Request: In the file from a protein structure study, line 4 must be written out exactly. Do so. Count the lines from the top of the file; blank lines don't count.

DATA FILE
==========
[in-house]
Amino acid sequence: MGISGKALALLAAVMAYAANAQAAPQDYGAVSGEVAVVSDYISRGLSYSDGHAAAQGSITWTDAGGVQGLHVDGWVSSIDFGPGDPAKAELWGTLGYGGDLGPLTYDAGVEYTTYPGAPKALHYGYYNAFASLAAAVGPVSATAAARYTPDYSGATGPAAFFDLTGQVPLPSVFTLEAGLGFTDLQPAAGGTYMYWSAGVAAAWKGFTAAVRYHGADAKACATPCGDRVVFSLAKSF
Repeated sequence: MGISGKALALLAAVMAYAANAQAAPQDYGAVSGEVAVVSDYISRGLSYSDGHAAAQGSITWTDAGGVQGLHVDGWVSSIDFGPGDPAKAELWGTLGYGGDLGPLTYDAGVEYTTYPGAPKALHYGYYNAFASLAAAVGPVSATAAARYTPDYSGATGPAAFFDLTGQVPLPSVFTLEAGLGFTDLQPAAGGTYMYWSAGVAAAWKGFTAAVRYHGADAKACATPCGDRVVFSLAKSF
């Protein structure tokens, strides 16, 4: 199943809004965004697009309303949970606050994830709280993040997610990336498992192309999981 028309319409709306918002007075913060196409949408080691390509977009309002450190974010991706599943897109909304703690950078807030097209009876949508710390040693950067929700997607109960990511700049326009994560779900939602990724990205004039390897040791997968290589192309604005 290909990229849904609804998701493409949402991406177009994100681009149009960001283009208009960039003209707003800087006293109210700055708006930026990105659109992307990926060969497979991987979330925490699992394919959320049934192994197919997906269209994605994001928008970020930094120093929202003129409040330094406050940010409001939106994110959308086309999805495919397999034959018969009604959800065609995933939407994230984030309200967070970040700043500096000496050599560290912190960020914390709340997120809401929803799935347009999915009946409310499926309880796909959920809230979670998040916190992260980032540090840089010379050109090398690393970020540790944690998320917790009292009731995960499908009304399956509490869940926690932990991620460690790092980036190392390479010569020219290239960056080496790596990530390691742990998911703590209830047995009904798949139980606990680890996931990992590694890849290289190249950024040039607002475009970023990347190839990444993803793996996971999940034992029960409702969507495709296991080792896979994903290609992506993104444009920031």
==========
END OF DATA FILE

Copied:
């Protein structure tokens, strides 16, 4: 199943809004965004697009309303949970606050994830709280993040997610990336498992192309999981 028309319409709306918002007075913060196409949408080691390509977009309002450190974010991706599943897109909304703690950078807030097209009876949508710390040693950067929700997607109960990511700049326009994560779900939602990724990205004039390897040791997968290589192309604005 290909990229849904609804998701493409949402991406177009994100681009149009960001283009208009960039003209707003800087006293109210700055708006930026990105659109992307990926060969497979991987979330925490699992394919959320049934192994197919997906269209994605994001928008970020930094120093929202003129409040330094406050940010409001939106994110959308086309999805495919397999034959018969009604959800065609995933939407994230984030309200967070970040700043500096000496050599560290912190960020914390709340997120809401929803799935347009999915009946409310499926309880796909959920809230979670998040916190992260980032540090840089010379050109090398690393970020540790944690998320917790009292009731995960499908009304399956509490869940926690932990991620460690790092980036190392390479010569020219290239960056080496790596990530390691742990998911703590209830047995009904798949139980606990680890996931990992590694890849290289190249950024040039607002475009970023990347190839990444993803793996996971999940034992029960409702969507495709296991080792896979994903290609992506993104444009920031």